The acute vulnerability of university students as a group is highlighted by reports of significantly rising levels of psychological distress when starting school and during their entire time in university. Specifically, it appears that the transition to university life is characteristically stressful, marred by anxiety and depression as the most commonly faced psychological issues. These issues in turn impact their academic success and their physical health. Poor coping strategies such as avoidance and self-punishment further compound the situation, suggesting the need for improved ways to reduce stress and improve students’ mental health.

Interacting with animals could be an adequate way to relieve stress, as studies show some psychological benefits gained by owning a pet, including improved mood and reduced anxiety. The effects of pet ownership however is a subject of contention as mixed findings have been reported. Despite the discouraging results, pet therapy programs are sprawling throughout university campuses, and they involve a large group of students interacting with dogs at the same time over a single session.

Those programs demonstrate positive effects of pet interactions on students’ level of loneliness and anxiety. Notably, dogs appear to provide social support, comfort, increased happiness and reduced depression. One particular study reported lower levels of cortisol and reduced heart rate among participants in an experimental procedure who were in the presence of a dog compared to those who were not.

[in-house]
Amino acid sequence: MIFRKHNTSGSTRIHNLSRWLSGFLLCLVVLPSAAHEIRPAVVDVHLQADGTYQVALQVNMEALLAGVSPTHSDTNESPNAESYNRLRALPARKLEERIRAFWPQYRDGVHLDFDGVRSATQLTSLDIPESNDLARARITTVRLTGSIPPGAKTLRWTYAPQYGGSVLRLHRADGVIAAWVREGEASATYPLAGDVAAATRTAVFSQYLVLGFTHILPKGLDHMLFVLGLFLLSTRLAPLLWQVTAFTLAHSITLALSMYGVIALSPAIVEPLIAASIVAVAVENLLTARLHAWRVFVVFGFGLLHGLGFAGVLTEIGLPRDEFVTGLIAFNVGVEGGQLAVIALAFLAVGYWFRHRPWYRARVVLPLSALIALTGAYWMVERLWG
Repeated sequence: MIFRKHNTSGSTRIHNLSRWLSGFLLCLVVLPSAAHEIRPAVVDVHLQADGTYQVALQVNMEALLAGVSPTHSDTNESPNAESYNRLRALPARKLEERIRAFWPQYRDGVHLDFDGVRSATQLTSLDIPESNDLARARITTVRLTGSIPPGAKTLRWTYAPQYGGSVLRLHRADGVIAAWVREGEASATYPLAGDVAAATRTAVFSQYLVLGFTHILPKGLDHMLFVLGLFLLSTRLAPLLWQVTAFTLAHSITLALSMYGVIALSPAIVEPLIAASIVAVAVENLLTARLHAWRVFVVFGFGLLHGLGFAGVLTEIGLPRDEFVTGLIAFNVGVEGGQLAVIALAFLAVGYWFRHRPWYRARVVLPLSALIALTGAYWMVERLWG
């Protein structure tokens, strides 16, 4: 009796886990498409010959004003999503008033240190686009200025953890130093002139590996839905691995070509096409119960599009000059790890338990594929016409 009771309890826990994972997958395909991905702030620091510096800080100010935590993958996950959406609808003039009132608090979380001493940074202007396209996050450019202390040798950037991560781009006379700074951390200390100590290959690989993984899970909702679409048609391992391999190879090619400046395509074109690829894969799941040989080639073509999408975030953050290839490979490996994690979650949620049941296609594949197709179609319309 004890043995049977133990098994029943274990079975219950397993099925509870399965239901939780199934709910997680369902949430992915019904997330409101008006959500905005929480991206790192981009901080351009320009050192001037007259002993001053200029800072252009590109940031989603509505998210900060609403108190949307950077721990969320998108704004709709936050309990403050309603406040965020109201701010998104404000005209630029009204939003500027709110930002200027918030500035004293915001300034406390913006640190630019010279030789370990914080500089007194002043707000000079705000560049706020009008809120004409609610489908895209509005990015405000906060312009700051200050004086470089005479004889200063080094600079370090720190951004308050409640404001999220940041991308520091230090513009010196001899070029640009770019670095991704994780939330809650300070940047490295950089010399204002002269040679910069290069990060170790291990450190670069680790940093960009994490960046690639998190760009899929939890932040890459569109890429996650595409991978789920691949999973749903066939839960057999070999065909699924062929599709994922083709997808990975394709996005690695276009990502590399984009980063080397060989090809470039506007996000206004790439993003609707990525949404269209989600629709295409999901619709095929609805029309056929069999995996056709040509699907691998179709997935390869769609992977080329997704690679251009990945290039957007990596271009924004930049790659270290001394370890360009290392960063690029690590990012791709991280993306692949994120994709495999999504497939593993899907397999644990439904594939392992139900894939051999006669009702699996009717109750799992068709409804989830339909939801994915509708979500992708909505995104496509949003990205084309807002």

Furthermore, consistent with past research, the current study provides more evidence of the positive effects of interacting with a dog on university students’ mood and anxiety. In fact, students reported increased happiness and reduced anxiety and sadness immediately after the interaction with the dog.


Thelwell E. (2019). Paws for Thought: A Controlled Study Investigating the Benefits of Interacting with a House-Trained Dog on University Students Mood and Anxiety. Animals : an open access journal from MDPI9(10), 846.

Self-Help strategy with dog therapy:
Participants in this study interacted with a Golden retriever alone in a room for 10 minutes.
They could freely play with the dog, including sitting with her, petting her, throwing toys which squeaked for her, talking to her, and cuddling her.



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